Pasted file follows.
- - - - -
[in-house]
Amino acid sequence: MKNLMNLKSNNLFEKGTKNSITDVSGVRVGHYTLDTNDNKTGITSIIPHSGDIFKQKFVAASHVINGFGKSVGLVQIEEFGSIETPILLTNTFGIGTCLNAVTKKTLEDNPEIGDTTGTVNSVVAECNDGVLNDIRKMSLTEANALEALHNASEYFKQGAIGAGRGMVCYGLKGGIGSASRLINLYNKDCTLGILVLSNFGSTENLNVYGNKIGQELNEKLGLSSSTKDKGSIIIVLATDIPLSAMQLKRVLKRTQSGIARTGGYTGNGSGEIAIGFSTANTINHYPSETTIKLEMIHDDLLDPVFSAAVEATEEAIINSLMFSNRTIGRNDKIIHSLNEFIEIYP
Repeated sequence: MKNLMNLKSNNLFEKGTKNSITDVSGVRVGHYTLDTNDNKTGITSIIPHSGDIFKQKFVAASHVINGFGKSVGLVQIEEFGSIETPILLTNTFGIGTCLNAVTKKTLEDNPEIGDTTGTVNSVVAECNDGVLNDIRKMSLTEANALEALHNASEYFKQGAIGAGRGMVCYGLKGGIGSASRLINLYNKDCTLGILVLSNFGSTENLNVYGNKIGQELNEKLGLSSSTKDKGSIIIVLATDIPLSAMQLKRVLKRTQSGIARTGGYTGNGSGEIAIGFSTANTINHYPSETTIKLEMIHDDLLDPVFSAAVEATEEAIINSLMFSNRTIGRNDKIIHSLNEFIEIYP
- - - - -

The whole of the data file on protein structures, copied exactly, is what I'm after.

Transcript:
[in-house]
Amino acid sequence: MKNLMNLKSNNLFEKGTKNSITDVSGVRVGHYTLDTNDNKTGITSIIPHSGDIFKQKFVAASHVINGFGKSVGLVQIEEFGSIETPILLTNTFGIGTCLNAVTKKTLEDNPEIGDTTGTVNSVVAECNDGVLNDIRKMSLTEANALEALHNASEYFKQGAIGAGRGMVCYGLKGGIGSASRLINLYNKDCTLGILVLSNFGSTENLNVYGNKIGQELNEKLGLSSSTKDKGSIIIVLATDIPLSAMQLKRVLKRTQSGIARTGGYTGNGSGEIAIGFSTANTINHYPSETTIKLEMIHDDLLDPVFSAAVEATEEAIINSLMFSNRTIGRNDKIIHSLNEFIEIYP
Repeated sequence: MKNLMNLKSNNLFEKGTKNSITDVSGVRVGHYTLDTNDNKTGITSIIPHSGDIFKQKFVAASHVINGFGKSVGLVQIEEFGSIETPILLTNTFGIGTCLNAVTKKTLEDNPEIGDTTGTVNSVVAECNDGVLNDIRKMSLTEANALEALHNASEYFKQGAIGAGRGMVCYGLKGGIGSASRLINLYNKDCTLGILVLSNFGSTENLNVYGNKIGQELNEKLGLSSSTKDKGSIIIVLATDIPLSAMQLKRVLKRTQSGIARTGGYTGNGSGEIAIGFSTANTINHYPSETTIKLEMIHDDLLDPVFSAAVEATEEAIINSLMFSNRTIGRNDKIIHSLNEFIEIYP